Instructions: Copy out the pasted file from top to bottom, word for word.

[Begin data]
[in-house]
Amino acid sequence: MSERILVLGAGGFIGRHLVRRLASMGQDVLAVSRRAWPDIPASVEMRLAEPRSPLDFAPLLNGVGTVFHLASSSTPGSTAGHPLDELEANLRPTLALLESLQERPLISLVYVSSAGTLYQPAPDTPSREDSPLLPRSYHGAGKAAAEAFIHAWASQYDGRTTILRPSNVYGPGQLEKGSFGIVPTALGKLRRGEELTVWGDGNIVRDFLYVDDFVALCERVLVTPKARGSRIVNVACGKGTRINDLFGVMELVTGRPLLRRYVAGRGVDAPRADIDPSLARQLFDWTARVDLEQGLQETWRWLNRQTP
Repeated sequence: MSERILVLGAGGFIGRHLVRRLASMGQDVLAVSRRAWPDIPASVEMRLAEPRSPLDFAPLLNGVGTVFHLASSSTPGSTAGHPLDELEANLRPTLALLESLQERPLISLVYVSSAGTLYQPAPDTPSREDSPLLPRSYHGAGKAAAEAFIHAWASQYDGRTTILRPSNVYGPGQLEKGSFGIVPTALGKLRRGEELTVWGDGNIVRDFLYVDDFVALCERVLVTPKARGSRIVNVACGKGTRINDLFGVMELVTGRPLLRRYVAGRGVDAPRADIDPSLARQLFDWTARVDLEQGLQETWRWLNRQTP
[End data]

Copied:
[in-house]
Amino acid sequence: MSERILVLGAGGFIGRHLVRRLASMGQDVLAVSRRAWPDIPASVEMRLAEPRSPLDFAPLLNGVGTVFHLASSSTPGSTAGHPLDELEANLRPTLALLESLQERPLISLVYVSSAGTLYQPAPDTPSREDSPLLPRSYHGAGKAAAEAFIHAWASQYDGRTTILRPSNVYGPGQLEKGSFGIVPTALGKLRRGEELTVWGDGNIVRDFLYVDDFVALCERVLVTPKARGSRIVNVACGKGTRINDLFGVMELVTGRPLLRRYVAGRGVDAPRADIDPSLARQLFDWTARVDLEQGLQETWRWLNRQTP
Repeated sequence: MSERILVLGAGGFIGRHLVRRLASMGQDVLAVSRRAWPDIPASVEMRLAEPRSPLDFAPLLNGVGTVFHLASSSTPGSTAGHPLDELEANLRPTLALLESLQERPLISLVYVSSAGTLYQPAPDTPSREDSPLLPRSYHGAGKAAAEAFIHAWASQYDGRTTILRPSNVYGPGQLEKGSFGIVPTALGKLRRGEELTVWGDGNIVRDFLYVDDFVALCERVLVTPKARGSRIVNVACGKGTRINDLFGVMELVTGRPLLRRYVAGRGVDAPRADIDPSLARQLFDWTARVDLEQGLQETWRWLNRQTP